IDEAS home Printed from
   My bibliography  Save this paper

Household Dissolution and the Choice of Alternative Living Arrangements Among Elderly Americans


  • Axel Borsch-Supan


For the elderly, housing choices are more complex than merely the choice of housing expenditure, dwelling size, and tenure. They also include the choice among alternative living arrangements such as living in one household with their adult children or sharing accommodations with other related or unrelated elderly. We first contrast living arrangements of elderly Americans with the population under age 65 and describe the changes from 1974 to 1983. We detect a growing discrepancy in household formation/dissolution patterns between the elderly and the younger population: after a steady decline in the 1970s, we observe a rapid increase in the rate of "doubled-up" young families in the beginning of the 1980s. No such development can be found among elderly Americans. Instead, the proportion of elderly living in- dependently steadily increases from 1974 to 1983. To explain this discrepancy, we estimate a multinomial choice model among living independently and six categories of alternative living arrangements. The main finding is the predominance of demographic determinants as opposed to economic variables. The difference in income growth between the young and the elderly -- real income declined for the young but increased for the elderly -- can explain only part of the discrepancy in household dissolution decisions. The remaining discrepancy must be attributed to inertia and low mobility rates.

Suggested Citation

  • Axel Borsch-Supan, 1987. "Household Dissolution and the Choice of Alternative Living Arrangements Among Elderly Americans," NBER Working Papers 2338, National Bureau of Economic Research, Inc.
  • Handle: RePEc:nbr:nberwo:2338
    Note: AG

    Download full text from publisher

    File URL:
    Download Restriction: no

    References listed on IDEAS

    1. Borsch-Supan, Axel, 1986. "Household formation, housing prices, and public policy impacts," Journal of Public Economics, Elsevier, vol. 30(2), pages 145-164, July.
    2. James M. Poterba & Lawrence H. Summers, 1985. "Public Policy Implications of Declining Old-Age Mortality," Working papers 378, Massachusetts Institute of Technology (MIT), Department of Economics.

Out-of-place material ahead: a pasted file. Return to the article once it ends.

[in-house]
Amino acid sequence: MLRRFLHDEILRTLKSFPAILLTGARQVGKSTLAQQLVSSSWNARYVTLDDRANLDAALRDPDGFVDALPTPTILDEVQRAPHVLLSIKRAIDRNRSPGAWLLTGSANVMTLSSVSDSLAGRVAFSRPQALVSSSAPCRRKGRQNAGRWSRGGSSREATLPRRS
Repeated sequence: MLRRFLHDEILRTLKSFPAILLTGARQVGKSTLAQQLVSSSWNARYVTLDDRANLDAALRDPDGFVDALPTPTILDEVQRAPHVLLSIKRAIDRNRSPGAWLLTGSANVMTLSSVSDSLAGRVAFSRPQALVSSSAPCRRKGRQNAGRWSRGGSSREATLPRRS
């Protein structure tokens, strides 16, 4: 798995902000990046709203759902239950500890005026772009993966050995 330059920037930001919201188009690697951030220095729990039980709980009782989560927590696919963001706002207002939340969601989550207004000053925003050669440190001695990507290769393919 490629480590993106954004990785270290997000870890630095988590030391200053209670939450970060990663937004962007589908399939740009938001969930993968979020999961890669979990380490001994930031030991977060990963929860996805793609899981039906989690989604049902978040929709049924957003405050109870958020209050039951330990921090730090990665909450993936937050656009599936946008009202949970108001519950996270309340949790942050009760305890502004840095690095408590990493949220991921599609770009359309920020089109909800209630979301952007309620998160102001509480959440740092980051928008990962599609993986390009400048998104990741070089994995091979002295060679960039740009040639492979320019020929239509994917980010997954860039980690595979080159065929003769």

3. Manski, Charles F & Lerman, Steven R, 1977. "The Estimation of Choice Probabilities from Choice Based Samples," Econometrica, Econometric Society, vol. 45(8), pages 1977-1988, November.
    4. Gary Chamberlain, 1980. "Analysis of Covariance with Qualitative Data," Review of Economic Studies, Oxford University Press, vol. 47(1), pages 225-238.
    Full references (including those not matched with items on IDEAS)


    Citations are extracted by the CitEc Project, subscribe to its RSS feed for this item.

    Cited by:

    1. Aydogan Ulker, 2008. "Household structure and consumption insurance of the elderly," Journal of Population Economics, Springer;European Society for Population Economics, vol. 21(2), pages 373-394, April.
    2. Laurence J. Kotlikoff & John N. Morris, 1990. "Why Don't the Elderly Live with Their Children? A New Look," NBER Chapters,in: Issues in the Economics of Aging, pages 149-172 National Bureau of Economic Research, Inc.

    More about this item


    Access and download statistics


    All material on this site has been provided by the respective publishers and authors. You can help correct errors and omissions. When requesting a correction, please mention this item's handle: RePEc:nbr:nberwo:2338. See general information about how to correct material in RePEc.

    For technical questions regarding this item, or to correct its authors, title, abstract, bibliographic or download information, contact: () or (Joanne Lustig). General contact details of provider: .

    If you have authored this item and are not yet registered with RePEc, we encourage you to do it here. This allows to link your profile to this item. It also allows you to accept potential citations to this item that we are uncertain about.

    If CitEc recognized a reference but did not link an item in RePEc to it, you can help with this form .

    If you know of missing items citing this one, you can help us creating those links by adding the relevant references in the same way as above, for each refering item. If you are a registered author of this item, you may also want to check the "citations" tab in your RePEc Author Service profile, as there may be some citations waiting for confirmation.

    Please note that corrections may take a couple of weeks to filter through the various RePEc services.

    IDEAS is a RePEc service hosted by the Research Division of the Federal Reserve Bank of St. Louis . RePEc uses bibliographic data supplied by the respective publishers.